Although primarily used within the military, several local or special variations of the tune are performed, primarily by organizations such as the Boy Scouts of America
Boy Scouts of America
or American military schools. It is also played all over the world in remembrance of the dead.


Echo Taps
or Silver Taps
is a tradition in which "Taps" is played at American military schools—such as Norwich University , Texas A&M University , New Mexico Military Institute , The Citadel , and Virginia Tech —when a member or former member of a school's corps of cadets is killed in action . Echo Taps
ceremonies involve some arrangement of "Taps" for two buglers, playing antiphonally to represent both the cadet's branch of service and their college. Silver Taps
ceremonies may use such an arrangement, or some other version for two or more instruments.

At Norwich University, the ceremony is held on the Upper Parade Ground, where the Corps of Cadets forms up silently at 2145 (9:45 p.m.) for tattoo, and then stands in silence until 2200 (10:00 p.m.) when "Echo Taps" is sounded, at which time unit commanders tacitly will give the commands of attention and present arms. The regimental bugler stands either near the flagpole in front of Jackman Hall or on Jackman's balcony and plays the main tune of "Taps". The echoing bugler will stand on the steps of Dewey Hall facing the Parade Ground and echo each series of notes. Following the sounding of "Taps", the Corps of Cadets dismisses in silence.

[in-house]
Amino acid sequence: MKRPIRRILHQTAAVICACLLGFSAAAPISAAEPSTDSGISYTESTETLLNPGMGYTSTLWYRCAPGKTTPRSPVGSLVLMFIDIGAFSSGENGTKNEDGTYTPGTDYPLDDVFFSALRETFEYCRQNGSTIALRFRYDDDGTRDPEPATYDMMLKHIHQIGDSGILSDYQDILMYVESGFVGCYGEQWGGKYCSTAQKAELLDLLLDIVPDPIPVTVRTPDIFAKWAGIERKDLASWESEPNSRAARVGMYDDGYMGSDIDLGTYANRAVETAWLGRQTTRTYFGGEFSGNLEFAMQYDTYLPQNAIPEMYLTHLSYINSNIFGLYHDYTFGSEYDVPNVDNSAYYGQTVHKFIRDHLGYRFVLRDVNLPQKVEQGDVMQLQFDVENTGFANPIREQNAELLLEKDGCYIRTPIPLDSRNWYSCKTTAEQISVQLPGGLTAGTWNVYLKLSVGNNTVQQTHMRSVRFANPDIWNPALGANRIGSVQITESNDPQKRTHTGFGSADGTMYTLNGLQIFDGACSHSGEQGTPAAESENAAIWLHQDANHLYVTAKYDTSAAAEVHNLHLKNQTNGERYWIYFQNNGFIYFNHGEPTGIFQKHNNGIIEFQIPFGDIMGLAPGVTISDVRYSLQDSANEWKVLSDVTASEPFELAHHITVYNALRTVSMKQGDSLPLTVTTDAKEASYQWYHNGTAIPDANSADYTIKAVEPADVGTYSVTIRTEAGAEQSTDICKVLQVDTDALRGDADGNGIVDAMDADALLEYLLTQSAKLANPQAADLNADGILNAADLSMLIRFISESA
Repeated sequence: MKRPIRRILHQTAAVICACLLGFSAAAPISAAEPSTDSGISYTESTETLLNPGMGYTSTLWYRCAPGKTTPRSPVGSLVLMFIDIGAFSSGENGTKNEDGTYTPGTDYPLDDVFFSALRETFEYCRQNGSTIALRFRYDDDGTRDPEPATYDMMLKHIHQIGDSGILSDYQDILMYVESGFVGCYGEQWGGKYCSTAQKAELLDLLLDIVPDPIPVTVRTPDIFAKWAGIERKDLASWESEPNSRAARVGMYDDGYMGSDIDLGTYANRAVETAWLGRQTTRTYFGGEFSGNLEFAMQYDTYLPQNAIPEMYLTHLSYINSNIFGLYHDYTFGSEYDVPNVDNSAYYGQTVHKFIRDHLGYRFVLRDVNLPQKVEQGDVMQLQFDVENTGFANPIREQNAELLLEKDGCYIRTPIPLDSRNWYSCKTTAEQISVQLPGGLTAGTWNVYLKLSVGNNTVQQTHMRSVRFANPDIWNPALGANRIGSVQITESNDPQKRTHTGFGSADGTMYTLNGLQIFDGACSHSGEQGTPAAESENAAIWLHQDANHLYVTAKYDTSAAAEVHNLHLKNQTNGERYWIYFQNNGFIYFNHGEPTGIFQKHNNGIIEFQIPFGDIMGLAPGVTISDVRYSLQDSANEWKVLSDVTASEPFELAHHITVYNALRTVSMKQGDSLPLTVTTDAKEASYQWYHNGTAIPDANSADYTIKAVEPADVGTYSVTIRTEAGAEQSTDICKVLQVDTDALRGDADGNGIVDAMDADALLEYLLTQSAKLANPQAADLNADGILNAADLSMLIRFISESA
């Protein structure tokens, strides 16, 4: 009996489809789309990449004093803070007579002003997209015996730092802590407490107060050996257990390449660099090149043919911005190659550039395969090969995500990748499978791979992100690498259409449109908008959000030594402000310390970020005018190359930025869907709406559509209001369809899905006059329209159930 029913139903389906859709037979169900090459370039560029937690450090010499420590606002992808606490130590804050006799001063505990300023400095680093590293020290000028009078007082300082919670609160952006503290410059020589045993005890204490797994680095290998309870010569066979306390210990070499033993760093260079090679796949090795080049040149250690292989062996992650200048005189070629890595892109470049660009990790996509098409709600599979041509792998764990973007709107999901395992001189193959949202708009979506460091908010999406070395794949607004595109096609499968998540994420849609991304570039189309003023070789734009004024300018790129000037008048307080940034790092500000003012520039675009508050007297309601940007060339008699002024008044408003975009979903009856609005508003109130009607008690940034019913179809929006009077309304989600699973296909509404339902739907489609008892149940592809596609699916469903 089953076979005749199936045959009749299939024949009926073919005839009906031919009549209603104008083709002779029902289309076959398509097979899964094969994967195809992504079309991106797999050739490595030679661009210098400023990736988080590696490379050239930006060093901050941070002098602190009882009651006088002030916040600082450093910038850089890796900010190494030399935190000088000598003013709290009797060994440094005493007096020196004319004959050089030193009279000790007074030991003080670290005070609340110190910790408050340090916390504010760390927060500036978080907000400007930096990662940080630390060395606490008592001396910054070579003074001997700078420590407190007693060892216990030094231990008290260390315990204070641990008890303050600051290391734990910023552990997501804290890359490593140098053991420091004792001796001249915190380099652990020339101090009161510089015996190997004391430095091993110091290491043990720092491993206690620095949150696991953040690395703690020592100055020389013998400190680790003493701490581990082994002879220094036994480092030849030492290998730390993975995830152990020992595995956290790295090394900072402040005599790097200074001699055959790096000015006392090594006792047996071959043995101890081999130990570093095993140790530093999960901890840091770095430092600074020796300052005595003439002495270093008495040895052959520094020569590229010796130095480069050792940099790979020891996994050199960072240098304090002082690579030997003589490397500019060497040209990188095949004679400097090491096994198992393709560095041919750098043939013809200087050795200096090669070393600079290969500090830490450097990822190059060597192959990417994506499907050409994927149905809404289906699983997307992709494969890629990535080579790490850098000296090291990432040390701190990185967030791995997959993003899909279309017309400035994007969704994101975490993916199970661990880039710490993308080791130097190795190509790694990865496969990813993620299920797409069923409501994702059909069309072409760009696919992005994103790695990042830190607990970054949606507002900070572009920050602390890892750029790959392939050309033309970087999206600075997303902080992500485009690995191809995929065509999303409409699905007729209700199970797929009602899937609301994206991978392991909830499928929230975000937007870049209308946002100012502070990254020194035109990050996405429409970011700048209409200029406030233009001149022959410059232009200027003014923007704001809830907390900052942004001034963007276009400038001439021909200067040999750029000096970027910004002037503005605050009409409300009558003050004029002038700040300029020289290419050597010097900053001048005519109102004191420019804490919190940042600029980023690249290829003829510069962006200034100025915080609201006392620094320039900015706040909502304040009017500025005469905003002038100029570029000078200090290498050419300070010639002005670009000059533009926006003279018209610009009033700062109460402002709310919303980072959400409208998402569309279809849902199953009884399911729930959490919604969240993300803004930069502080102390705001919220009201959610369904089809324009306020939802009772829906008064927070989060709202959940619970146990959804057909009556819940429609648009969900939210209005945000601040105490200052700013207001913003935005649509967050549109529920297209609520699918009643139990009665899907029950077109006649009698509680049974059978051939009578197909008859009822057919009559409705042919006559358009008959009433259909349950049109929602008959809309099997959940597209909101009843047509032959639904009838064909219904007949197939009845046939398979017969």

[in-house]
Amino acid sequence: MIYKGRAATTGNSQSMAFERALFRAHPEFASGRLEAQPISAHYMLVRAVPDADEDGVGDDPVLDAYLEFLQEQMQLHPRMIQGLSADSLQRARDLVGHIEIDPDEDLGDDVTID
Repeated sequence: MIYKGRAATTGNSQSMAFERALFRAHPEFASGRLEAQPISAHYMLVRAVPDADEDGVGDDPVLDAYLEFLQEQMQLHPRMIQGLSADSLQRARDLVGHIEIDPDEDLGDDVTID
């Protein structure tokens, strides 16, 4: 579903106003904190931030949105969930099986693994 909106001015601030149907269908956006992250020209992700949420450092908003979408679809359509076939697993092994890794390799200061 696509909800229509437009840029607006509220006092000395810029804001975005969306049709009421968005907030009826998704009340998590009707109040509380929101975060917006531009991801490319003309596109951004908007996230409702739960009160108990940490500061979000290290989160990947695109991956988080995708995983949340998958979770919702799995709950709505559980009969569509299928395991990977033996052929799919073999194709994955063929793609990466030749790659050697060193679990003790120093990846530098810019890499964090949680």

At Texas A&M, Echo Taps
is held on the Corps of Cadets Quad at 10:30p.m. For the ceremony, the Corps falls out and both students and cadets gather to form around the Quad. A bugler is posted at the megaphone on the south end and another is at the arches on the north end. Cadets salute and the bugler on the south end plays the first three notes of Silver Taps
, the bugler on the north end echoes, the bugler on the south end plays the next three notes and is echoed for the rest of the song. Cadets and students then return to their dorms.

By far, one of Texas A&M's most honored traditions is Silver Taps. Silver Taps
is the student body's final tribute paid to an Aggie who, at the time of their death, was enrolled in undergraduate or graduate studies. This final tribute is held the first Tuesday of the month when a student has died the previous month. The first Silver Taps
was held in 1898 and honored Lawrence Sullivan Ross, the former governor of Texas and president of A&M College. Silver Taps